Research Papers

High Production Rate Synthesis of CdS Nanoparticles Using a Reverse Oscillatory Flow Method

[+] Author and Article Information
Daniel A. Peterson

School of Mechanical, Industrial,
and Manufacturing Engineering,
Oregon State University,
Microproducts Breakthrough Institute,
1110 NE Circle Boulevard,
Corvallis, OR 97331
e-mail: dpeterso@engr.orst.edu

C. Padmavathi

School of Mechanical, Industrial,
and Manufacturing Engineering,
Oregon State University,
Microproducts Breakthrough Institute,
1110 NE Circle Boulevard,
Corvallis, OR 97331

Brian K. Paul

School of Mechanical, Industrial,
and Manufacturing Engineering,
Oregon State University,
Microproducts Breakthrough Institute,
1110 NE Circle Boulevard,
Corvallis, OR 97331
e-mail: brian.paul@oregonstate.edu

1Corresponding author.

Contributed by the Manufacturing Engineering Division of ASME for publication in the JOURNAL OF MICRO- AND NANO-MANUFACTURING. Manuscript received March 18, 2014; final manuscript received May 20, 2014; published online July 8, 2014. Assoc. Editor: Chengying Xu.

J. Micro Nano-Manuf 2(3), 031004 (Jul 08, 2014) (8 pages) Paper No: JMNM-14-1016; doi: 10.1115/1.4027740 History: Received March 18, 2014; Revised May 20, 2014

A reverse oscillatory flow (ROF) mixing system is discussed having a reaction channel 460 μm high by 152 mm wide for high flow rate processing of nanoparticle (NP) chemistries. The ROF system is demonstrated to produce CdS nanoparticles at a production rate of 115.7 g/h with a coefficient of variation (CV) for particle size down to 19%. These production rates are substantially higher than those achieved using other microchannel mixers while maintaining comparable size distributions. Advantages of the ROF approach include the use of larger microchannels which make the reactor easier to fabricate and less vulnerable to clogging.

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Grahic Jump Location
Fig. 1

Schematic of a LaMer process showing (1) reagent mixing, (2) particle nucleation, and (3) growth phases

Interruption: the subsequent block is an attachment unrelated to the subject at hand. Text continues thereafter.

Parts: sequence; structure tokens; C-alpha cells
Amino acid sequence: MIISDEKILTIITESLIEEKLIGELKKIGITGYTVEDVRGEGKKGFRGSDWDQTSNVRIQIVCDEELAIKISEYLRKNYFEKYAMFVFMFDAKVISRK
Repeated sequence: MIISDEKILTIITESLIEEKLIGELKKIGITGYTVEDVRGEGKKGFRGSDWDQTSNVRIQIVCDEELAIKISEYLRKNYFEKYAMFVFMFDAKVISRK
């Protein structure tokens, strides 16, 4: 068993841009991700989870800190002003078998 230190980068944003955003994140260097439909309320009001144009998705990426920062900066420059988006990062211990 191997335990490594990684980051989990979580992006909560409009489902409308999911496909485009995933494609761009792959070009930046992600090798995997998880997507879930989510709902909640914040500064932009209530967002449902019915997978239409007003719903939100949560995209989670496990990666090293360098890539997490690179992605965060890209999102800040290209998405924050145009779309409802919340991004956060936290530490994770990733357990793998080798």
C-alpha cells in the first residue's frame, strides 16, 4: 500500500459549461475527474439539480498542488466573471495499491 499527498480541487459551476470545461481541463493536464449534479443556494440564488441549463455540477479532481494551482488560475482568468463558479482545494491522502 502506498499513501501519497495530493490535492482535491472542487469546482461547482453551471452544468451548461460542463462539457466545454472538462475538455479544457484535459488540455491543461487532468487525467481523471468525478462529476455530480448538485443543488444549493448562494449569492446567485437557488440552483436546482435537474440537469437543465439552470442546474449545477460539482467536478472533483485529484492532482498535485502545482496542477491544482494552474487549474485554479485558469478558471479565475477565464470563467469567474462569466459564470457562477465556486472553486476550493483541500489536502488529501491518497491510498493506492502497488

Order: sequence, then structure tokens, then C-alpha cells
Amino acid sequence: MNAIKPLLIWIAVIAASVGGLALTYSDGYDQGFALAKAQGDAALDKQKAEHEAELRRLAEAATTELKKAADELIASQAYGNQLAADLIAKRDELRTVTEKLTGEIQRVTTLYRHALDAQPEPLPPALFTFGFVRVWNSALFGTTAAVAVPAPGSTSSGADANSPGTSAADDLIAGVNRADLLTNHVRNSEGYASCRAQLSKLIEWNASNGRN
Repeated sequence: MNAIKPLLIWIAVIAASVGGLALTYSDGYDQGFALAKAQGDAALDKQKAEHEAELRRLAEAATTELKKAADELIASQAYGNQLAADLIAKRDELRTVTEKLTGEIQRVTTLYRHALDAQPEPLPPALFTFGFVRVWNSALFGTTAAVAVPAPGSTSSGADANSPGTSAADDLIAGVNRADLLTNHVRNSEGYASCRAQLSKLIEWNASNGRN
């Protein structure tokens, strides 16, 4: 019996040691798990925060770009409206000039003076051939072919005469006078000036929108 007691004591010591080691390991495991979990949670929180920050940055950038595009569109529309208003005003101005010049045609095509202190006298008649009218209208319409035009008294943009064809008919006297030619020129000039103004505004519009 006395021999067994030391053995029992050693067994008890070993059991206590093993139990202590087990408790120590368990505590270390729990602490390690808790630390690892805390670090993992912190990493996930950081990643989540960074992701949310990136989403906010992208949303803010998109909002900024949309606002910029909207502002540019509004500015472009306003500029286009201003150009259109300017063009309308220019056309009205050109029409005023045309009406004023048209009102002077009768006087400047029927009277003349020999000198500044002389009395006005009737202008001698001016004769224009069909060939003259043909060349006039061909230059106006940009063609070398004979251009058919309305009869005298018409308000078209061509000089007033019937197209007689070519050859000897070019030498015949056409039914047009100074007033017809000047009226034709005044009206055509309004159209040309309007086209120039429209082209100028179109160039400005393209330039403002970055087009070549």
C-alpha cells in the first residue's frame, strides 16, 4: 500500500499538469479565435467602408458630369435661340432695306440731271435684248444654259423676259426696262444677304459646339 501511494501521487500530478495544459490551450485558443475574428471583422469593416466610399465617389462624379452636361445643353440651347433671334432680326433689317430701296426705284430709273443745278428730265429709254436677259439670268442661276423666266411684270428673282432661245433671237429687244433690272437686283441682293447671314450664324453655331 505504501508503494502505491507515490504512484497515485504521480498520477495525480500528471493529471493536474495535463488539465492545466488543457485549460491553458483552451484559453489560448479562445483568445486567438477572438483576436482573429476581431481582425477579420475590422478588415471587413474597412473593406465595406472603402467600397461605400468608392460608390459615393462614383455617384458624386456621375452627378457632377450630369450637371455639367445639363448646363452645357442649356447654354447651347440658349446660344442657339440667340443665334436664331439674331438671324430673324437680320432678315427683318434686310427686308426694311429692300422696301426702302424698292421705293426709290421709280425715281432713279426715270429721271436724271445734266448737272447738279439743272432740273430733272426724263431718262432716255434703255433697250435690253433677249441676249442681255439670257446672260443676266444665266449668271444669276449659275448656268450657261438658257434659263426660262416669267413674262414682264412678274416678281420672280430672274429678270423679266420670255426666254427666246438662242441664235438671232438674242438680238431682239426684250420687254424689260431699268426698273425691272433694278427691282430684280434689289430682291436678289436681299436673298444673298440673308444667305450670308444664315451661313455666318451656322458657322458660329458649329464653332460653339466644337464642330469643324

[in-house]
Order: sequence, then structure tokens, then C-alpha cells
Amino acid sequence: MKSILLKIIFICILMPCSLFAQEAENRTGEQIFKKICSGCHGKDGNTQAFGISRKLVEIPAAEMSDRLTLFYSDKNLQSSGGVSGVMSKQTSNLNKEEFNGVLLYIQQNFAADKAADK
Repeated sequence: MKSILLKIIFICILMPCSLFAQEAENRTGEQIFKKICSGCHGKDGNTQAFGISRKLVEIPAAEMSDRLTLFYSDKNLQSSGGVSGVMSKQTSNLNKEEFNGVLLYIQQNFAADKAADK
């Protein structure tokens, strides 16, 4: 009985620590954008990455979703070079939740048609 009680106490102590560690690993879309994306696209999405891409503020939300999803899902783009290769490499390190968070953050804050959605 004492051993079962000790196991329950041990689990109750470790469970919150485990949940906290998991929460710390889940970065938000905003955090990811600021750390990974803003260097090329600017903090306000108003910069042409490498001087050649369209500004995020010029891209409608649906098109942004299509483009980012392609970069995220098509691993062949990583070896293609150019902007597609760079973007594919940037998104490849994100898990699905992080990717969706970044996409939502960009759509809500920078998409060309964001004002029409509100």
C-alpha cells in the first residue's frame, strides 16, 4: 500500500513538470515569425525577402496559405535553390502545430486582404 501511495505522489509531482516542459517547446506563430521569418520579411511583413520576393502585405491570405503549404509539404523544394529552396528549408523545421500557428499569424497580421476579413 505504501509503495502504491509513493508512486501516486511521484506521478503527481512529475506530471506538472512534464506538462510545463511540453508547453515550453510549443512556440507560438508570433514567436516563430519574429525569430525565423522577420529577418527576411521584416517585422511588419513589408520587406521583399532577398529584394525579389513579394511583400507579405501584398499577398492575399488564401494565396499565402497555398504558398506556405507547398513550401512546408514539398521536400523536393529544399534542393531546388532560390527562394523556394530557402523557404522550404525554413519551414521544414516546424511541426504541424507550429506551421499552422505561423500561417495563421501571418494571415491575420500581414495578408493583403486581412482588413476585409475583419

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Fig. 2

CFD rendering of mixing characteristics showing the formation and diffusion of plugs. The contour denotes the species concentration. Image taken from case 12.11 (see Table 3).

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Fig. 3

Schematic of ROF system. The two pumps are 180 deg out of phase which promote mixing within the micromixer. Cuvette is shown which allows for sample collection for UV–Vis, TEM analysis.

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Fig. 4

Experimental facility, including reagent reservoirs, pumps, and micromixer

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Fig. 5

Microreactor schematic with terminology

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Fig. 6

Magnified image of micromixer, showing a realized channel height of 454 μm which is within 2% of the desired height of 460 μm

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Fig. 7

TEM image of CdS NPs synthesized using Case 12.22 and prepared by (a) dispensing a drop on carbon film, (b) dispensing a drop on carbon film and washed with menthol, (c) dispensing a drop of methanol suspension on carbon film, and (d) dispensing a drop on formvar film

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Fig. 8

Concentration contour plot of reagents for (a) case 12.11 and (b) case 30.22

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Fig. 9

TEM and histograms of CdS NPs synthesized using ROF method for variety of operating conditions: (a) case 12.11, PD = 3.8 nm, σ = 1.0 nm, CV = 26.6%; (b) case 18.11, PD = 4.6 nm, σ = 1.1 nm, CV = 23.2%; (c) case 18.22, PD = 7.0 nm, σ = 1.9 nm, CV = 26.9%; and (d) case 12.22H, PD = 6.0 nm, σ = 1.1 nm, CV = 19.0%

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Fig. 10

HRTEM micrographs of CdS NPs obtained at 30.22 with 0.004 M

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Fig. 11

UV–visible absorbance spectra of as-synthesized CdS NPs showing the (a) effect of pump frequency, (b) effect of pump displacement, and (c) effect of concentration




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